Augusta National altered its fabled Masters golf course, lengthening and tightening holes to challenge today’s long-bombing golfer. But Amen Corner still lives, along with the ghost of Bobby Jones.

Yankee Stadium was torn down, a new Yankee Stadium erected next door. But the center field plaques moved, too, so the memories of Ruth, Gehrig and Mantle linger.

Change is inevitable and come March 29th, one of road racing’s iconic events, the Carlsbad 5000, will alter its course. The change is only for the elite men and women, plus the wheelchair races. But this is not a cosmetic nip and tuck. We’re talking significant alteration.

The old course started on Grand Avenue, headed west, turned left on Carlsbad Boulevard, made one long loop, then finished with a mad dash down Carlsbad Boulevard.

The new course starts and ends at the long-time finish line on Carlsbad Village Drive. But instead of one loop down Carlsbad Boulevard, the runners will make two loops along the shortened straightaway, before heading back home.

Tracy Sundlun, executive race director, was the creative force behind the new course.

“I asked myself, ‘What is the Carlsbad 5000 about?’ says Sundlun. “It was created as a fan-friendly, athlete-friendly event. Now, going into our 30th year, is there a way to improve on that concept?”

The result: a new course.

With the elite races starting and finishing at the same site, spectators won’t have to hustle from the old Grand Avenue start to the finish line.

“Imagine this,” says Sundlun. “You’ll introduce the athletes. They’ll come onto the course at about the three-mile mark. They’ll jog down to the start and it’ll be like a gosh darn bullring. They’ll be high-fiving fans. Thousands of people will be there. It’ll be electric.”

With the athletes taking two loops along the shortened, compacted Carlsbad Boulevard straight, fans will be able to see the runners passing more often.

“It’s much more fan friendly,” says Sundlun.

By lopping off distance at both the south and north ends of Carlsbad Boulevard, slight hills were eliminated, which Sundlun thinks will make the course faster. And while there might be 5K courses that should be faster, no layout has produced faster times than the Carlsbad 5000.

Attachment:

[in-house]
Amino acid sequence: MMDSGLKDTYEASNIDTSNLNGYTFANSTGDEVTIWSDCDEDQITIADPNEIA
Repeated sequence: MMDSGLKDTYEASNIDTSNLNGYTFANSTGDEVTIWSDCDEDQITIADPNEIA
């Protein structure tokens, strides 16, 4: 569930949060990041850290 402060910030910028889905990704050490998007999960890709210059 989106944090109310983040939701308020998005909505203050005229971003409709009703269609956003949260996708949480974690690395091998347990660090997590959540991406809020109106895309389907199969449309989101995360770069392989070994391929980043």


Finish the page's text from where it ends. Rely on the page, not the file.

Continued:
Both the men’s and women’s world records (Sammy Kipketer 13:00; Meseret Defar 14:46), plus the U.S. records (Marc Davis 13:24; Deena Kastor 14:54) were set at Carlsbad. But here’s a much better indicator of Carlsbad’s speed.

Of the 50 fastest 5K times ever run on the road by men, 45 were run at Carlsbad. Of the 30 fastest 5K times ever run on the road by women, 17 were delivered at Carlsbad.

RELATED: Photos: 2014 Carlsbad 5000

With the old course’s two hairpin turns (the new turns will be wider), plus a mid-day start when the wind off the Pacific Ocean kicks in, technically, the Carlsbad 5000 course shouldn’t have rendered fast times.

Professional athletes were shown the new course via Google Maps.

“They were excited,” says Sundlun.

He talked to Tim Murphy, the creator of the Carlsbad 5000, and Steve Scott, who helped design the original course.

“Such changes are not made lightly,” says Sundlun. “Clearly, this was vetted.

“I don’t think of it as a bold move,” he adds. “I think of it as what’s best for the event, what’s best for the athletes, and it was sort of staring us in the face.”

But the idea was his.

“One day you can either string me up, hang me in effigy,” he jokes. “Or maybe I’ll take a bow.”

So sport’s progressive landscape turns to road racing come March 29. The Carlsbad 5000 elite course will no longer extend south to Tamarack. Or north to the Army-Navy Academy. But close your eyes, listen and you’ll still hear the pitter-patter of light-footed runners, dancing in the streets of Carlsbad.